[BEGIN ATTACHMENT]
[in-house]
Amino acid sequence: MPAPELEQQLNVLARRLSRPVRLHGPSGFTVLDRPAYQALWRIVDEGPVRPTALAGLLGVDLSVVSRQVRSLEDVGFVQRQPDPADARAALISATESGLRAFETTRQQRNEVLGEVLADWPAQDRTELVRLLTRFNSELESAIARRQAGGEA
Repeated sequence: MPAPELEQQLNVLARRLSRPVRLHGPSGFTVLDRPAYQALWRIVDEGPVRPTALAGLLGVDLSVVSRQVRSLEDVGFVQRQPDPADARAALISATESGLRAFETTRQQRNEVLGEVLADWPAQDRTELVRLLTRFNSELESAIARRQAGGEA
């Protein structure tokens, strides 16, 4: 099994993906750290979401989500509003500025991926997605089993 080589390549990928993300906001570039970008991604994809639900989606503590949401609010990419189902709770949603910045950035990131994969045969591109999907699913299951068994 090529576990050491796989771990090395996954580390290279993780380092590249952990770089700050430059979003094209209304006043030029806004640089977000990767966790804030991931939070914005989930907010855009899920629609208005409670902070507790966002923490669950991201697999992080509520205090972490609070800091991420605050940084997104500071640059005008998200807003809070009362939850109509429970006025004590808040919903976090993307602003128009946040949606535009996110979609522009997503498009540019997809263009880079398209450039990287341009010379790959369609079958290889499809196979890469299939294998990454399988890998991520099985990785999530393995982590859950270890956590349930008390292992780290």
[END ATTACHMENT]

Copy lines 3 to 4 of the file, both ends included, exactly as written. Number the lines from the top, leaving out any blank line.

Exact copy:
Repeated sequence: MPAPELEQQLNVLARRLSRPVRLHGPSGFTVLDRPAYQALWRIVDEGPVRPTALAGLLGVDLSVVSRQVRSLEDVGFVQRQPDPADARAALISATESGLRAFETTRQQRNEVLGEVLADWPAQDRTELVRLLTRFNSELESAIARRQAGGEA
């Protein structure tokens, strides 16, 4: 099994993906750290979401989500509003500025991926997605089993 080589390549990928993300906001570039970008991604994809639900989606503590949401609010990419189902709770949603910045950035990131994969045969591109999907699913299951068994 090529576990050491796989771990090395996954580390290279993780380092590249952990770089700050430059979003094209209304006043030029806004640089977000990767966790804030991931939070914005989930907010855009899920629609208005409670902070507790966002923490669950991201697999992080509520205090972490609070800091991420605050940084997104500071640059005008998200807003809070009362939850109509429970006025004590808040919903976090993307602003128009946040949606535009996110979609522009997503498009540019997809263009880079398209450039990287341009010379790959369609079958290889499809196979890469299939294998990454399988890998991520099985990785999530393995982590859950270890956590349930008390292992780290």